Richard Markell, DVM, is an equine veterinarian in Rancho Santa Fe, Calif., with a practice focusing on sport horse medicine. He also lectures in the United States and Europe on sport horse and regenerative medicine.
On a plane returning from this year's North American Veterinary Regenerative Medicine Conference, held June 2-4 in Lexington, Ky., I can barely bridle my excitement. I feel as if I have just been part of the future of medicine and science. It was a meeting of brilliant researchers and practitioners who are discovering new frontiers in regenerative medicine and trying to build the scaffold of medical therapy for the next century.

The conference attendees were an eclectic group: academicians from universities, human medical doctors, small animal veterinarians, and equine veterinarians who gathered to share ideas and report research. We have an advantage in the veterinary profession because we are able to use many regenerative therapies in everyday practice that are more tightly regulated (and limited) in the human field. Many in human medicine are looking toward veterinary medicine for clinical responses to therapy they can only dream about trying in their patients.

stem cell collection

We must understand how regenerative medicine and the body work before manipulating these therapies for our benefit.

Regenerative medicine by definition is the path to help the body heal itself. Stems cells, for instance, have the capacity to become virtually any type of cell, and platelets appear to play an important role in healing. Nature is an unbelievable director, but we must understand how it works before we can manipulate it for our benefit. We must understand that our therapeutic goal is to make its systems work even better, to help the body heal itself, and to interrupt the path when it goes awry. We must understand how to prevent the misguidance of therapy that can stand in the way of healing. Can we help a nonfunctional pancreas regenerate to cure diabetes; regrow bone that has been removed during cancer surgery; ­replace cartilage in a damaged osteoarthritis affected joint; or regrow a limb severed by an accident? Many of these are distant possibilities based on potential, while others are practiced in clinics today.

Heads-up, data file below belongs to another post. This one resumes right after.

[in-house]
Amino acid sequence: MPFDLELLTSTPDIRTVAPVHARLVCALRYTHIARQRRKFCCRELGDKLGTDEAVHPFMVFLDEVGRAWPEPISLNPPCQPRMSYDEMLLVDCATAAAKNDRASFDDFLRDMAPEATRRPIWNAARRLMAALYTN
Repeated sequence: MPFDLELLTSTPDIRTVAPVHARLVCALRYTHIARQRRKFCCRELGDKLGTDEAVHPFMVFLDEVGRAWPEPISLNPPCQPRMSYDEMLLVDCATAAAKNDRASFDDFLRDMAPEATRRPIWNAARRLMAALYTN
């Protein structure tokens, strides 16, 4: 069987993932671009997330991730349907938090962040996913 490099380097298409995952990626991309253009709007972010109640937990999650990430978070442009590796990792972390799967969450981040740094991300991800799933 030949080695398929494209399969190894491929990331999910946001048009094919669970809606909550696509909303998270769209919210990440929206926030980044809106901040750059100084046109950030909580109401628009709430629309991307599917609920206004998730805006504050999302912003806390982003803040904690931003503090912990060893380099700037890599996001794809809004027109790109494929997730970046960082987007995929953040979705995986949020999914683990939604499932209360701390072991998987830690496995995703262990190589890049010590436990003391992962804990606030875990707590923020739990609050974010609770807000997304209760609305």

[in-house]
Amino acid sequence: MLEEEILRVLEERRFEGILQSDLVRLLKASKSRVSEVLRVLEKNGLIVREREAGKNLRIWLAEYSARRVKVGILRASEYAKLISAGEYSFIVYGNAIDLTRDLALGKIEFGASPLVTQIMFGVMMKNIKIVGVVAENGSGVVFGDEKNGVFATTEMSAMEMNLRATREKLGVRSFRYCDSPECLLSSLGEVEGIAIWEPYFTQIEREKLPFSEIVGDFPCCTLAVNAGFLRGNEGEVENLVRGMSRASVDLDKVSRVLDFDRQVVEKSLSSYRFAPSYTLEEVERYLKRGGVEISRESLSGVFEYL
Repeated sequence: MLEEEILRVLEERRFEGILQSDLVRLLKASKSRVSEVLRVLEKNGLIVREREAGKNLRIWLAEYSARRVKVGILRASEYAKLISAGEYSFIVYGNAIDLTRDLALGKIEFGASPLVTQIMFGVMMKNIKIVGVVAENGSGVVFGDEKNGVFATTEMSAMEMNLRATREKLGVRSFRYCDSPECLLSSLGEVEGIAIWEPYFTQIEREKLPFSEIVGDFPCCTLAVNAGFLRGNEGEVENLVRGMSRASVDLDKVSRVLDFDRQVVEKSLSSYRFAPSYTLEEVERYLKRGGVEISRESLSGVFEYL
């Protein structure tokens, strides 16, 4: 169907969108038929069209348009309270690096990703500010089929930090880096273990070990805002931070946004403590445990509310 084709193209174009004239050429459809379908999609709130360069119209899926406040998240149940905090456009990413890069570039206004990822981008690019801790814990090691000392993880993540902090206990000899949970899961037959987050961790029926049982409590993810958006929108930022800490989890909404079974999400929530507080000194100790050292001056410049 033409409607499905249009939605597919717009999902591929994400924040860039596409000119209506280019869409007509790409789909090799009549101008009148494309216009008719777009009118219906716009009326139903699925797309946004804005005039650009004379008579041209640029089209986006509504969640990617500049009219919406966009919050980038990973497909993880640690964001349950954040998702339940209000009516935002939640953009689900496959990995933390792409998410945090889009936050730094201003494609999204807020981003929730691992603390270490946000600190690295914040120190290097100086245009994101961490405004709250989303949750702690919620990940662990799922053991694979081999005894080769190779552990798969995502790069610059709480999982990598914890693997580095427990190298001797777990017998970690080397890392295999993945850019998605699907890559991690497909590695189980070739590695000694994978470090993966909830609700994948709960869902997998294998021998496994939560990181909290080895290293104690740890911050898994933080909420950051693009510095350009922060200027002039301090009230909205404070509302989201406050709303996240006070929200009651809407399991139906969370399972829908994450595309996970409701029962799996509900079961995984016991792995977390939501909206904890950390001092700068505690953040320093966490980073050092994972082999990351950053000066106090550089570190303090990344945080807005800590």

There were moments as a practitioner I was overwhelmed by the science and was challenged to understand the very complicated biochemistry of what makes a stem cell attracted to another stem cell. I watched with awe as a stem cell was coaxed into becoming a heart muscle cell and beat with a pulse. At the risk of being perceived as overly dramatic, it reminded me of the first step on the moon or the start of the Internet … this is a moment in history that might change our future. How exciting we are all a part of that.

Our excitement must be tempered however. It is never going to be as simple as "got a problem; take a pill." Our remarkable advances in treating sports injuries are only partially achieved by regenerative medicine. All the stem cells, PRP (platelet-rich plasma), bone marrow concentrate, IRAP (interleukin-1 receptor antagonist protein), cellular matrix, and hyperbaric chamber treatments aren’t going to work without an accurate diagnosis, good shoeing, physical therapy, horsemanship, and reasonable expectations. Veterinarians and owners must understand that at this juncture in regenerative medical practice our goal is to make the tendon or ligament heal better, but it may not necessarily heal faster. As the great philosopher in the Karate Kid said, "Patience, grasshopper." We must as a covenant remember to read the horse and not just the MRI. We must also be cautious of charlatan practitioners and companies promising products of "miracle cures."

We were reminded at this meeting how complicated nature is. How remarkable that all the systems work together and against each other--all for an important reason. We were astonished how bright young minds are discovering new frontiers of medicine and how progressive practitioners are pursuing thoughtful and innovative treatment paths. I was reminded of the old clichè "the more I know the less I understand."

This conference was a remarkable moment in my career. I have been a veterinarian for 26 years, and I am as enthusiastic about my practice as the day I graduated vet school. To be around such inspirational minds as those at this meeting--both presenters and attendees--was a privilege. This is the future for our horses' health as well as our own. So here's to your health and those patients we care for.

Originally posted in the August 2011 issue.